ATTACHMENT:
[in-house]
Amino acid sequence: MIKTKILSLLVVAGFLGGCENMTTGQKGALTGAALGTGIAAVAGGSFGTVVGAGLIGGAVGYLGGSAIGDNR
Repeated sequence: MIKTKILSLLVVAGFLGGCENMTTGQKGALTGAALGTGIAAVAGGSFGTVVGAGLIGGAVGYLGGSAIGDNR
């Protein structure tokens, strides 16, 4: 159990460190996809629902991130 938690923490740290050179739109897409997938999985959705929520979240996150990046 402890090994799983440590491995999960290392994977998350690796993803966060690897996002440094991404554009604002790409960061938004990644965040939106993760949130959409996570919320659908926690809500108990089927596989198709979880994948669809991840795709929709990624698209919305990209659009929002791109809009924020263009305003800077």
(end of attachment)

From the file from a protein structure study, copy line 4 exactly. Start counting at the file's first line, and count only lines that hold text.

């Protein structure tokens, strides 16, 4: 159990460190996809629902991130 938690923490740290050179739109897409997938999985959705929520979240996150990046 402890090994799983440590491995999960290392994977998350690796993803966060690897996002440094991404554009604002790409960061938004990644965040939106993760949130959409996570919320659908926690809500108990089927596989198709979880994948669809991840795709929709990624698209919305990209659009929002791109809009924020263009305003800077």